A few more years and nature will have reclaimed her own, and the Cave Mine will be nothing but a crappy blog post. Not a bad run actually. As mentioned above, the Cave Mine was first discovered in 1859 which predates the formation of the Bradshaw District by nearly 20 years. That means that this mine has been open for over 150 years. I doubt that any of us will have an opening that looks this good in 150 years, so who are we to judge?
In it's day, the Cave Mine was the largest producer in the area. This little hole spat out ore that was 27% lead, and contained 408 oz. of silver per ton. A tidy little $16 worth of gold per ton was just icing on the cake. All in all, 15,000 tons of rocky goodness came out of this place, which makes it far more valuable to mankind than any of us. Sorry to be a downer. Its run as a producer was short however, and after a few years the natural cave that once housed a museum of amazing earthy artifacts was stripped of its beauty and abandoned.
So, let's get in there. It's cold out and the sweet breath of adventure is upon us! Once you wiggle in a good 15 feet, you start to think this was probably a bad idea. And you're right. It WAS a bad idea. But we've gone this far, and you couldn't turn around if you wanted to, so let's push on. Except for all the rocks gouging into your soft, pink flesh, it's like getting birthed again.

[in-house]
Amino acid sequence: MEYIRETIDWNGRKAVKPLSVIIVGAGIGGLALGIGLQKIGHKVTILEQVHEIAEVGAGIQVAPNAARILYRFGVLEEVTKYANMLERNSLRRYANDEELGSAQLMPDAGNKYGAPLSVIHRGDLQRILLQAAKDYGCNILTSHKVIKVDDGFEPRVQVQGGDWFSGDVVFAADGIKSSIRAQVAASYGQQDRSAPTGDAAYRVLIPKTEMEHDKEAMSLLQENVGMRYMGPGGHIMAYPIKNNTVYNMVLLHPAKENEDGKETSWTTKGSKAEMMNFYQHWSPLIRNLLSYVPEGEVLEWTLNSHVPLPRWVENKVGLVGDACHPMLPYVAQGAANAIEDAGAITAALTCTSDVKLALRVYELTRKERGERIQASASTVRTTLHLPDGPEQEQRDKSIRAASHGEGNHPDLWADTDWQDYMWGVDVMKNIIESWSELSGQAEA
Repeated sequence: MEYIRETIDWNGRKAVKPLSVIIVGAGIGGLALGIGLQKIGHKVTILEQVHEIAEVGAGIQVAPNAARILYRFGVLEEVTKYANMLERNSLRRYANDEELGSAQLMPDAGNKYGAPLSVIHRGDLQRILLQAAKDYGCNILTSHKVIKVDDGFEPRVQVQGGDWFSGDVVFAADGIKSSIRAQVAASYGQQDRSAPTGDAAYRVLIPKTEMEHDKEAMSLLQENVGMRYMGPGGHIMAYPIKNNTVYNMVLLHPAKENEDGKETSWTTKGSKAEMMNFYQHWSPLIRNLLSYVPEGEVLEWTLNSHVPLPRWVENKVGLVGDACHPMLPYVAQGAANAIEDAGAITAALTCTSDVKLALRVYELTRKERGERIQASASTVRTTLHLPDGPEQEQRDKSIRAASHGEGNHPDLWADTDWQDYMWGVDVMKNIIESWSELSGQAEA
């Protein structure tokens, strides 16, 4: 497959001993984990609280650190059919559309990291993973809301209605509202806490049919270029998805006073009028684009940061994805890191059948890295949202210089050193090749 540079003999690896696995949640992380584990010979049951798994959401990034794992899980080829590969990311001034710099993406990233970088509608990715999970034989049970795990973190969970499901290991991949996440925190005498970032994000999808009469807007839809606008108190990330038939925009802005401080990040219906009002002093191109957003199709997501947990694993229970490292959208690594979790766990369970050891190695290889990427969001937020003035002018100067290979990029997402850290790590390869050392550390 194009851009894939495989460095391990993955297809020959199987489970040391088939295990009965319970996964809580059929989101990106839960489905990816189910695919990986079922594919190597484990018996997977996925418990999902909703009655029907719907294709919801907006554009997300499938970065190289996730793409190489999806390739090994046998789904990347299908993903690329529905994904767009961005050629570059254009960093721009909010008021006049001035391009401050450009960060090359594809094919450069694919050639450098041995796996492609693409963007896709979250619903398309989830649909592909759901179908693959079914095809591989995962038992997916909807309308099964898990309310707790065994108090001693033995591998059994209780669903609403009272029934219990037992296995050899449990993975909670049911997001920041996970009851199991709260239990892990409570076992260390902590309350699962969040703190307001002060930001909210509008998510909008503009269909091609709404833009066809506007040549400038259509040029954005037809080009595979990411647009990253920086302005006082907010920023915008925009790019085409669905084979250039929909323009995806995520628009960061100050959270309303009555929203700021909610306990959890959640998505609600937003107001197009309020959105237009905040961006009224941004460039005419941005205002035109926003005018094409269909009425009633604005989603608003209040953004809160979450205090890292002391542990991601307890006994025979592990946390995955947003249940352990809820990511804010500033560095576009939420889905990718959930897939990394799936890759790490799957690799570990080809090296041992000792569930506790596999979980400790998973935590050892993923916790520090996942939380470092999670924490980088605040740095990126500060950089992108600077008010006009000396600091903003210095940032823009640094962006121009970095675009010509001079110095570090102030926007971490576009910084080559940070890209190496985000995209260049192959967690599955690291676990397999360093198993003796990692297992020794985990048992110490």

Soon enough, things open up.
Like you would expect, it's pretty dusty in there. Look! A railroad! Let it be our guide to adventure and likely-doom!
Keep following the tracks! It's like a game, except with more lung-destroying particles!
This part caved in. That may be why they called it the Cave Mine. Either way, um, that's not too great of a sign. Let's keep going. (The Cave Mine actually contained several natural caves, which lead to the name).
This is what it looks like if you stare up an ore chute. What's great is that there's still a chance that ore will come crashing down on you if you stand there long enough. Mines are like that sometimes.
See that stuff on the walls? That's Aurichalcite!
It's a blue mineral that's really purdy, but impossible to collect because it falls part all the time and makes you swear. I tried to collect it anyway. Here's a list of all the things you can find if you have a low enough value on your life to risk wiggling into the Cave Mine.
That's a pretty good list. I didn't see any gold, but to be fair I didn't really see much of anything. I think I may have accidentally made that some sort of link to mindat. Mindat is a webpage that is covered in minerals and stuff. Go read it if you want. But not until you are done here. I'm very insecure.
Understandably, I didn't really want to hang out all that long in this mine, and neither should you. So let's leave that place for now.
So there you go. A mine that is really far away and pretty collapsey. Seems like that was a pretty interesting post. I'm pretty great and stuff. In the interest of wrapping up all the lose ends, Mr. Bradshaw never got much money out of his mine. Once he told folks about his magical dream-turned-reality mine it pretty much was taken away from him. So, once again we learn that everyone else are jerks.